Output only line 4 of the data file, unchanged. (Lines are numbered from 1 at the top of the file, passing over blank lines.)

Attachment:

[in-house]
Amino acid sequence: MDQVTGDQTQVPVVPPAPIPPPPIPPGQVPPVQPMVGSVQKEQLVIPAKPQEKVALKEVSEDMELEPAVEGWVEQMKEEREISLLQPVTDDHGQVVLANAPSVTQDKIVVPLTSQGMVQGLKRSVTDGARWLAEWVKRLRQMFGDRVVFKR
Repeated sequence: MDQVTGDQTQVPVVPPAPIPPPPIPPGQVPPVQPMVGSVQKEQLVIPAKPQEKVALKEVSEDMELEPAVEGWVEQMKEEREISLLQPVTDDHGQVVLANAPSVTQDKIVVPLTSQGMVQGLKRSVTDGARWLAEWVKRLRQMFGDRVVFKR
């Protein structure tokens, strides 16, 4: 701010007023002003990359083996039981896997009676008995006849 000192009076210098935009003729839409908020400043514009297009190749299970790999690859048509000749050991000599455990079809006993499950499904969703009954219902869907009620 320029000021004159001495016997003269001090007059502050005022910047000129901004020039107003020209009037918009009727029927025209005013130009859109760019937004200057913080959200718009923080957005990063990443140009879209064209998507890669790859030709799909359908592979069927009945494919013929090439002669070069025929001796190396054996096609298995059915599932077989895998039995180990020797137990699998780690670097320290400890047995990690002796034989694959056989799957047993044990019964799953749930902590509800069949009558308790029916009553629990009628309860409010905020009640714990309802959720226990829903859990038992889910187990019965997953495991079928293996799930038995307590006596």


């Protein structure tokens, strides 16, 4: 701010007023002003990359083996039981896997009676008995006849 000192009076210098935009003729839409908020400043514009297009190749299970790999690859048509000749050991000599455990079809006993499950499904969703009954219902869907009620 320029000021004159001495016997003269001090007059502050005022910047000129901004020039107003020209009037918009009727029927025209005013130009859109760019937004200057913080959200718009923080957005990063990443140009879209064209998507890669790859030709799909359908592979069927009945494919013929090439002669070069025929001796190396054996096609298995059915599932077989895998039995180990020797137990699998780690670097320290400890047995990690002796034989694959056989799957047993044990019964799953749930902590509800069949009558308790029916009553629990009628309860409010905020009640714990309802959720226990829903859990038992889910187990019965997953495991079928293996799930038995307590006596």